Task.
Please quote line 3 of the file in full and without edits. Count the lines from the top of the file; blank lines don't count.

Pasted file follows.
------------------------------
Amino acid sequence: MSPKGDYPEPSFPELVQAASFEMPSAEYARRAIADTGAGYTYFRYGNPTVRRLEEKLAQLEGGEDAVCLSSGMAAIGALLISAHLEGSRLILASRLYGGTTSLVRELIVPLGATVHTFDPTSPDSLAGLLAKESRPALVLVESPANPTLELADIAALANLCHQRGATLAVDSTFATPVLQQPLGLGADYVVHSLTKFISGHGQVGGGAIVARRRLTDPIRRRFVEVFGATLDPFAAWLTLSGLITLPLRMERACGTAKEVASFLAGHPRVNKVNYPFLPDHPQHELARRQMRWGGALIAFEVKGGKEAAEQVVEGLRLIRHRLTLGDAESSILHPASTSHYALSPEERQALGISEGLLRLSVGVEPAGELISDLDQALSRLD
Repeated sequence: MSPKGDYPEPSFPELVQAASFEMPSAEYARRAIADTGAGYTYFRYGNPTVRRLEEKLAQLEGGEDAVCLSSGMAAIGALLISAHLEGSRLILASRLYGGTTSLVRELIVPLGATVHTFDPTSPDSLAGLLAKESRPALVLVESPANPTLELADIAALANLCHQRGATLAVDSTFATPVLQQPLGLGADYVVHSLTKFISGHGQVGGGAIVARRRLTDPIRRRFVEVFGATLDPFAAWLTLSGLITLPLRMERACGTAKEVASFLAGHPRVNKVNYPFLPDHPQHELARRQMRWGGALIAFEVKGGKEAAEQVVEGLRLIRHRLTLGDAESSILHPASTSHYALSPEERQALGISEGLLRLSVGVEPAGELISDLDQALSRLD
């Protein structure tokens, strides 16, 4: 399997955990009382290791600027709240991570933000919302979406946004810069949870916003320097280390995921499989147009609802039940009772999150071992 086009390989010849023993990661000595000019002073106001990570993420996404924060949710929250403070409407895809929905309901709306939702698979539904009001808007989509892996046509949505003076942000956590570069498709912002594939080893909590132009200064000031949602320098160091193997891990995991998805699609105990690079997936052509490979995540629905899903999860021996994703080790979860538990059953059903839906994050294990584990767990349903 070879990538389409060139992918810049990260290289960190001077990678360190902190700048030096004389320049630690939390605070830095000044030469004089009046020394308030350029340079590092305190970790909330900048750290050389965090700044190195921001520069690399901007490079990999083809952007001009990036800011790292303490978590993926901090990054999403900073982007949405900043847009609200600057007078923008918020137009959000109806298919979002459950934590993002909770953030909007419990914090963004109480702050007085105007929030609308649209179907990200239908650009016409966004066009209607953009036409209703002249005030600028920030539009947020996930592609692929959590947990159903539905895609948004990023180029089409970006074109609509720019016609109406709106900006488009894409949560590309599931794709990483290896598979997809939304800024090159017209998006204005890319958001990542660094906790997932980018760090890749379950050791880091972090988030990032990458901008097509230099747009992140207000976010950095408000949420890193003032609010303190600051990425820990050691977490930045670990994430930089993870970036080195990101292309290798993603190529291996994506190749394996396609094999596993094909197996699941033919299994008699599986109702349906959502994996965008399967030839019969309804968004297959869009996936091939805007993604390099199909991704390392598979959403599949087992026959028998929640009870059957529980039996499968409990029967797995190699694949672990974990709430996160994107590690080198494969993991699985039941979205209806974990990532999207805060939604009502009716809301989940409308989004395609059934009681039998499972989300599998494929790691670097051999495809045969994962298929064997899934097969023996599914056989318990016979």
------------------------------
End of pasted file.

């Protein structure tokens, strides 16, 4: 399997955990009382290791600027709240991570933000919302979406946004810069949870916003320097280390995921499989147009609802039940009772999150071992 086009390989010849023993990661000595000019002073106001990570993420996404924060949710929250403070409407895809929905309901709306939702698979539904009001808007989509892996046509949505003076942000956590570069498709912002594939080893909590132009200064000031949602320098160091193997891990995991998805699609105990690079997936052509490979995540629905899903999860021996994703080790979860538990059953059903839906994050294990584990767990349903 070879990538389409060139992918810049990260290289960190001077990678360190902190700048030096004389320049630690939390605070830095000044030469004089009046020394308030350029340079590092305190970790909330900048750290050389965090700044190195921001520069690399901007490079990999083809952007001009990036800011790292303490978590993926901090990054999403900073982007949405900043847009609200600057007078923008918020137009959000109806298919979002459950934590993002909770953030909007419990914090963004109480702050007085105007929030609308649209179907990200239908650009016409966004066009209607953009036409209703002249005030600028920030539009947020996930592609692929959590947990159903539905895609948004990023180029089409970006074109609509720019016609109406709106900006488009894409949560590309599931794709990483290896598979997809939304800024090159017209998006204005890319958001990542660094906790997932980018760090890749379950050791880091972090988030990032990458901008097509230099747009992140207000976010950095408000949420890193003032609010303190600051990425820990050691977490930045670990994430930089993870970036080195990101292309290798993603190529291996994506190749394996396609094999596993094909197996699941033919299994008699599986109702349906959502994996965008399967030839019969309804968004297959869009996936091939805007993604390099199909991704390392598979959403599949087992026959028998929640009870059957529980039996499968409990029967797995190699694949672990974990709430996160994107590690080198494969993991699985039941979205209806974990990532999207805060939604009502009716809301989940409308989004395609059934009681039998499972989300599998494929790691670097051999495809045969994962298929064997899934097969023996599914056989318990016979």